Heatstroke in dogs

As we approach the summer time and increase in temperature, it is important to remind ourselves of the ways we can enjoy the weather safely with our dogs. Heat waves and temperature extremes are becoming more prevalent and subsequently the Veterinary industry are seeing an increase in heat stroke victims.

There are some dogs that are higher risk of overheating and should be carefully managed in the heat

-The young and elderly. These dogs fine it harder to regulate their own temperature and may not be experienced, or mobile enough to move to a cooler area themselves

-Brachiocephalic breeds, like French bulldogs, Pugs, Shih tzu. Their shortened noses and elongated soft palletes reduce their ability to cool themselves and they overheat significantly faster

-Overweight dogs and those with a pre-existing medical condition

-Dogs with an untidy, matted coat and thick coated dogs.


  • Don’t walk your dogs in the day time. Wait until the temperature has dropped significantly before taking them for a walk, consider this walk being on a lead and reduced in length
  • Allow access to shade and indoors. Many dogs can over heat in the garden if playing with toys or another dog. Encourage indoor time. A lot of dogs will be more lethargic in the warm weather and there are lots of indoor enrichment games that can be played without the need to over exert. Many of these games can be more tiring than a walk if played correctly. Provide adequate ventilation such as a fan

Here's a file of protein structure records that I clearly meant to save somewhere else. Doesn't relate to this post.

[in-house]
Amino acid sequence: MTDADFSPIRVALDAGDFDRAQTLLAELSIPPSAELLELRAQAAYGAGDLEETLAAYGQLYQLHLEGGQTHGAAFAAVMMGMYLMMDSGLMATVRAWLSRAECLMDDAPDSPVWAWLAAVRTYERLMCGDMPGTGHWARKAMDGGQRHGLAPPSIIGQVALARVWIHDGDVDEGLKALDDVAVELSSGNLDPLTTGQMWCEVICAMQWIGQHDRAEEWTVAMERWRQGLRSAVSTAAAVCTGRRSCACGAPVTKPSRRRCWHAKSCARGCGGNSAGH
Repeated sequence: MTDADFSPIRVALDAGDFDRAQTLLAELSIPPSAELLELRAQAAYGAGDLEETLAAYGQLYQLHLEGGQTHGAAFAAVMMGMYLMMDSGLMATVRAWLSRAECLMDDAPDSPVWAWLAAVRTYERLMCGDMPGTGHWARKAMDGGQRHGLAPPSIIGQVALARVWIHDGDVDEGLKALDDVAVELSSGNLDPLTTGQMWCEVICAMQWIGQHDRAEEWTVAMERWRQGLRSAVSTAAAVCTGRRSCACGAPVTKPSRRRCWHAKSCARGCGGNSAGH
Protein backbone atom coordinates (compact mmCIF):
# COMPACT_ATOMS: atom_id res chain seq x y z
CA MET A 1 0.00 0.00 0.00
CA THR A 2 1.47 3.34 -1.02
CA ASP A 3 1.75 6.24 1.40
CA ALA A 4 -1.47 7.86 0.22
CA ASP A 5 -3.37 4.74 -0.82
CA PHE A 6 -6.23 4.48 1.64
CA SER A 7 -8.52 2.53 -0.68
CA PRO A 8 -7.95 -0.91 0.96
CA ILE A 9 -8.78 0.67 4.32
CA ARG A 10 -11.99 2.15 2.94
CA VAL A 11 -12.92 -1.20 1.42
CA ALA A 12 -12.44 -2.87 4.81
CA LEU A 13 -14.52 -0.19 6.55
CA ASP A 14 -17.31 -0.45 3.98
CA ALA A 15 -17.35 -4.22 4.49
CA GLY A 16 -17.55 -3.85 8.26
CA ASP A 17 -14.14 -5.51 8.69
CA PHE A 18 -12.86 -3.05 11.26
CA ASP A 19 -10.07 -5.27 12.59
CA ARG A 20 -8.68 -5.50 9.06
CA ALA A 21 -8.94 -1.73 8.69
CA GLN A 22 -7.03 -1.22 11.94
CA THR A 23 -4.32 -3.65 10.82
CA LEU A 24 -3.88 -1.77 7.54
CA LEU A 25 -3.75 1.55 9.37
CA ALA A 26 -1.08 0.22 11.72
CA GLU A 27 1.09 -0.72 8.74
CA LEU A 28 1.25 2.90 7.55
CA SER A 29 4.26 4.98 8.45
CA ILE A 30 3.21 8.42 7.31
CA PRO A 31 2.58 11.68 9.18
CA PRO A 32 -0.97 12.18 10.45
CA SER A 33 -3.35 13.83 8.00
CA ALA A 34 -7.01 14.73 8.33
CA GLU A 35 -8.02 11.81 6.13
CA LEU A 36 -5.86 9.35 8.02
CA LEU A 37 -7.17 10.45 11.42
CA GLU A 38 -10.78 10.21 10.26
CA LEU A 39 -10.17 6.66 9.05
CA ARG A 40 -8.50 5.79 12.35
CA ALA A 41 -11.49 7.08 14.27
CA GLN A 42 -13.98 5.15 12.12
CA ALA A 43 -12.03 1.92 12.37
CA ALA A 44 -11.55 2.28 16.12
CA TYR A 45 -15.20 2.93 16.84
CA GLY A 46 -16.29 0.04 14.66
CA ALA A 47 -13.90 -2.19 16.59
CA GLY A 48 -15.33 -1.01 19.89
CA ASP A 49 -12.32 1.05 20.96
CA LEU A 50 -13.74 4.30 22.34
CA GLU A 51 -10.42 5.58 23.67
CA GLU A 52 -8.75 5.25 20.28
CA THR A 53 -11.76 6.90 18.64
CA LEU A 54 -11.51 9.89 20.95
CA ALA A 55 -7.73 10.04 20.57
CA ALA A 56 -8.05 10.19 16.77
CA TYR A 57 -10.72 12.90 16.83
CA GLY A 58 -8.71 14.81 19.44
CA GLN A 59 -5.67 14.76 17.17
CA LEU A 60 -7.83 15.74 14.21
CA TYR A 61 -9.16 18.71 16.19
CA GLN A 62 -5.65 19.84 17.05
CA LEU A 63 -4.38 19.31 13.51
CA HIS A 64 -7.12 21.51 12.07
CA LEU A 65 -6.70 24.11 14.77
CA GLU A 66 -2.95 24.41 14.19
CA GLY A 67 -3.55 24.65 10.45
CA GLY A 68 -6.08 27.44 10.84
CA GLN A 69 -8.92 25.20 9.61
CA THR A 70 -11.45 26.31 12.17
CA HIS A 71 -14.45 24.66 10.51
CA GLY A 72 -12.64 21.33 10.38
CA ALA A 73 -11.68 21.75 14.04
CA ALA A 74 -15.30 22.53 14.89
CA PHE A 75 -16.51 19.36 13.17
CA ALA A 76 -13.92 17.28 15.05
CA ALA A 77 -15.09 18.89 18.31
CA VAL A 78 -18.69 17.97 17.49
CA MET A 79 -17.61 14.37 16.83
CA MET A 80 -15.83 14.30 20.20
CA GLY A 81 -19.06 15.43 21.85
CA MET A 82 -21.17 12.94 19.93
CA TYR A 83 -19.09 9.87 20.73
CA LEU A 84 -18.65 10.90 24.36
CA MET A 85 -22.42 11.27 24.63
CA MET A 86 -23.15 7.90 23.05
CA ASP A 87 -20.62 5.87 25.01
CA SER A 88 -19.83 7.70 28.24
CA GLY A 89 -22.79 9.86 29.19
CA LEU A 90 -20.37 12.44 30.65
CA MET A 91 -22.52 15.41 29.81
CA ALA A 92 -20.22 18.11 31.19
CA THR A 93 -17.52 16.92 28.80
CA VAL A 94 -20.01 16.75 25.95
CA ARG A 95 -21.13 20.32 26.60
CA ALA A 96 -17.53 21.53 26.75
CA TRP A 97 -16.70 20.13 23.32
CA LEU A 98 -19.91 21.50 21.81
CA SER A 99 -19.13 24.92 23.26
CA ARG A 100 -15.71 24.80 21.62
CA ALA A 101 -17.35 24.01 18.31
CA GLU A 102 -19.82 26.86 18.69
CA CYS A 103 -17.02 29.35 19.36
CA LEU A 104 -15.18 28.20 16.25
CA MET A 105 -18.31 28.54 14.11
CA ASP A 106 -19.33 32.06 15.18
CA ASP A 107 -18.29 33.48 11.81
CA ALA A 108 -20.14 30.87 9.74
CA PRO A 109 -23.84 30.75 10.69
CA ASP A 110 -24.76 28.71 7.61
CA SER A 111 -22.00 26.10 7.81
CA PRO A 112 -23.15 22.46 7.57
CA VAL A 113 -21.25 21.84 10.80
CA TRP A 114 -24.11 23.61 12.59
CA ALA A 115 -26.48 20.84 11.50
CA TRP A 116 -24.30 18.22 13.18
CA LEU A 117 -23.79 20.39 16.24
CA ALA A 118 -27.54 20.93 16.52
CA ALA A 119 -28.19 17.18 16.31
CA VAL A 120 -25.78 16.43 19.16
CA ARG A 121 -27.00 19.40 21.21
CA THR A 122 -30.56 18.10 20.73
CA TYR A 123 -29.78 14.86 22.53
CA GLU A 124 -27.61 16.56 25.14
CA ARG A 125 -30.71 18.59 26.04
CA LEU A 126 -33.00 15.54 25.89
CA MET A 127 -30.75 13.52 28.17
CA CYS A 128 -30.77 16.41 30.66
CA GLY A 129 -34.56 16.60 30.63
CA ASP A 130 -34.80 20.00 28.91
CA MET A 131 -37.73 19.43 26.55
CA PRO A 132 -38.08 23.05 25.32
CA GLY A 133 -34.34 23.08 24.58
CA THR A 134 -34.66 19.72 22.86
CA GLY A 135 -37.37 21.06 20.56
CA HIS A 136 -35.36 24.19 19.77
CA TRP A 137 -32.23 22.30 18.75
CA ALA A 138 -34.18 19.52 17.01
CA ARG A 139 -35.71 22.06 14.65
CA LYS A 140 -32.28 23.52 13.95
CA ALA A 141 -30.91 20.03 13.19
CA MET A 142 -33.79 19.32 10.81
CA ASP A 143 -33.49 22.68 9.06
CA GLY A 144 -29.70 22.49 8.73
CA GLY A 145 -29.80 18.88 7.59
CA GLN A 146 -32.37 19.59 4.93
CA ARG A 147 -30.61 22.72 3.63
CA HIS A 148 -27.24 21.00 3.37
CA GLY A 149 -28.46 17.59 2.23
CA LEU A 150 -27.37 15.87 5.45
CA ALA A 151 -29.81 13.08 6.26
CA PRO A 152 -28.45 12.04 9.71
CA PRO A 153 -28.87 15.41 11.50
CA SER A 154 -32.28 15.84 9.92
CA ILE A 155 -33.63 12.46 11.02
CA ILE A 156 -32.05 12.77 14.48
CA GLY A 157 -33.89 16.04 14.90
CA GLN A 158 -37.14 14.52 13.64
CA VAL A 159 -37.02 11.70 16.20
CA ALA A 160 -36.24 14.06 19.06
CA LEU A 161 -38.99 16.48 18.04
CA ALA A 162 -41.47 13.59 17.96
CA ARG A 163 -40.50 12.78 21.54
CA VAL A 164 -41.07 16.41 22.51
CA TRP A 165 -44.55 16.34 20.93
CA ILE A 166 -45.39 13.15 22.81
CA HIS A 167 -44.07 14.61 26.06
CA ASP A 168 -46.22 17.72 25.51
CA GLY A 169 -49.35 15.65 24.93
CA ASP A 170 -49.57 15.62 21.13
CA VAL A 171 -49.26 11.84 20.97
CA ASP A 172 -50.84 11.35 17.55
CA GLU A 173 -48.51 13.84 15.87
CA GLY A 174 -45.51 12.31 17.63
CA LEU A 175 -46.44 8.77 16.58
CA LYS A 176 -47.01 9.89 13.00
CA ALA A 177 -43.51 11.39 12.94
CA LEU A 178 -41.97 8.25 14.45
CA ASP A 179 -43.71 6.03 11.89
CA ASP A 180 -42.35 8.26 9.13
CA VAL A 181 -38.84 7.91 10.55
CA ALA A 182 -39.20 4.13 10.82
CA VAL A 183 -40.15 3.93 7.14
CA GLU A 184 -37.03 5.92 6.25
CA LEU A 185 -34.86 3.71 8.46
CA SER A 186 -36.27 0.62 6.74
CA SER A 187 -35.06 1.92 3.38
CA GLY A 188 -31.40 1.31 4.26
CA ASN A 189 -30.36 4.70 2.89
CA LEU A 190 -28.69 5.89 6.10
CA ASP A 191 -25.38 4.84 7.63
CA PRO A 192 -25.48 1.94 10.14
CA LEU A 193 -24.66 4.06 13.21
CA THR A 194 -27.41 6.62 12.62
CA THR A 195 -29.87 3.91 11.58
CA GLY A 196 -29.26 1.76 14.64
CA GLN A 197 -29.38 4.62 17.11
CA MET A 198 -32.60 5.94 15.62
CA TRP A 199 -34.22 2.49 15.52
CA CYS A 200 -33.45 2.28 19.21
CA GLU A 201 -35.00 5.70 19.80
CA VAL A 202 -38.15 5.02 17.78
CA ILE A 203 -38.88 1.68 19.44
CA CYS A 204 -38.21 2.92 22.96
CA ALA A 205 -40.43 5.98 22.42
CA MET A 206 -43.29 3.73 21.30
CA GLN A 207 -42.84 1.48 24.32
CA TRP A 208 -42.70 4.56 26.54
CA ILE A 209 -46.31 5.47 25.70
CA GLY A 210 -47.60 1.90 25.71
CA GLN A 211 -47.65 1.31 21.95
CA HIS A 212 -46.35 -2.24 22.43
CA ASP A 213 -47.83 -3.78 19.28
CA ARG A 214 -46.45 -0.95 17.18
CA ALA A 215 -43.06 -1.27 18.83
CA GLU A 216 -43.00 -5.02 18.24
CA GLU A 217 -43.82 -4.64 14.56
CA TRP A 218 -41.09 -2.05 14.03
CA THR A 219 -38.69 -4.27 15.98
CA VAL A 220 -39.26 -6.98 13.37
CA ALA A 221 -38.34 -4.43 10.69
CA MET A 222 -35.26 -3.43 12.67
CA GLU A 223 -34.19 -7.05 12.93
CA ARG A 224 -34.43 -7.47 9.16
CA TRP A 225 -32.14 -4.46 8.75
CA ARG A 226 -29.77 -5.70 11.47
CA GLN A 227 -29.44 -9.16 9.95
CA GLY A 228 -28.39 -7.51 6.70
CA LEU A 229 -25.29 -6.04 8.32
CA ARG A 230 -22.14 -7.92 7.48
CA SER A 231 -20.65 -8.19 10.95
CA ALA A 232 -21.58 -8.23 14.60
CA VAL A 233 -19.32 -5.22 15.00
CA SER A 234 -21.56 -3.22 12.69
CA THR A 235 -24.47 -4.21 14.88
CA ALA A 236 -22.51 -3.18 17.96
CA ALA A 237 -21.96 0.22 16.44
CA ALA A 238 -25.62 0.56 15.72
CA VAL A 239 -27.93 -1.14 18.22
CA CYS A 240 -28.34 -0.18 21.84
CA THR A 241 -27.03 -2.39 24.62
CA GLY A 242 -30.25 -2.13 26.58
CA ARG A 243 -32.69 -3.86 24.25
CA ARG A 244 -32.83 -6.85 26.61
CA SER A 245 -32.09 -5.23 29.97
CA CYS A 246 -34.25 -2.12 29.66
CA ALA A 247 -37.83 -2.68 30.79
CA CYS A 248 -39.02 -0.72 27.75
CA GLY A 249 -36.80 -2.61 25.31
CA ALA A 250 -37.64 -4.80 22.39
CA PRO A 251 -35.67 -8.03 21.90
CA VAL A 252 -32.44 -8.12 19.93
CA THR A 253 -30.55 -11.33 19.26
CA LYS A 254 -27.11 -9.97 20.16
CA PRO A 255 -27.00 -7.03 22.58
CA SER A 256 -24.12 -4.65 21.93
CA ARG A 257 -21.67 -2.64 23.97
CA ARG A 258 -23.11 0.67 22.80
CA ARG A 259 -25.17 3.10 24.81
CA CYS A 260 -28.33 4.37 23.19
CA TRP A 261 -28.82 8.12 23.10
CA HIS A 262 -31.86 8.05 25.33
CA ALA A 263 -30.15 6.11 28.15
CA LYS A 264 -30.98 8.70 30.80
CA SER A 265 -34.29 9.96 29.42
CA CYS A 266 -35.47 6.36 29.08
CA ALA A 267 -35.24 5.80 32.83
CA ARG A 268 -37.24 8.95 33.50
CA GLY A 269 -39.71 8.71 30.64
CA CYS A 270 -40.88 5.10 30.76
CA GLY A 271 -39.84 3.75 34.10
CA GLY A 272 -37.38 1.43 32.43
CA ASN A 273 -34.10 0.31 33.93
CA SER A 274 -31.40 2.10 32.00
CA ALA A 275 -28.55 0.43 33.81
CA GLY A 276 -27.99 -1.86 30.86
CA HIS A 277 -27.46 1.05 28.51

• Cool water can be used to cool the feet and body of a dog that is too warm. Ice can be offered in a water bowl or with veg and treats inside for them to play with and eat, there are lots of frozen treat ideas
  • Wet towels can be put out for your dog to sit on. Do not lay wet towels over the dog as this can have a warming effect as it traps air
  • Keep your dogs coat groomed and free from dead hair. Clipping a long coated dog only exposes their body to more direct heat from the sun. As long as a coat is maintained well, the air can still get to the skin to cool it, and the hair helps block the UV rays

Signs of heat distress;

Consistently panting without being able to close mouth

Staggering / unsteady on feet


Vomiting and/or diarrhoea


Less known signs of heat distress in dogs;

Squinty eyes

Pulled back ears

Drooling, thickened saliva

Wide mouth panting (back teeth showing)

Not listening to instructions when they normally would

Pacing / restless

Racing heart

Bright red gums and tongue


This is a veterinary emergency and it is critical you get your dog to the vets in a timely manner to give them the best chance of a full recovery.

If you do need to transport your dog to the vets, the new advice is to cool first, transport second. Do your best to cool the dog down before transporting in an air conditioned vehicle

Summer is a great time to enjoy time with your dog, and can be done safely and enjoyably.

Rebecca Wilkinson RVN


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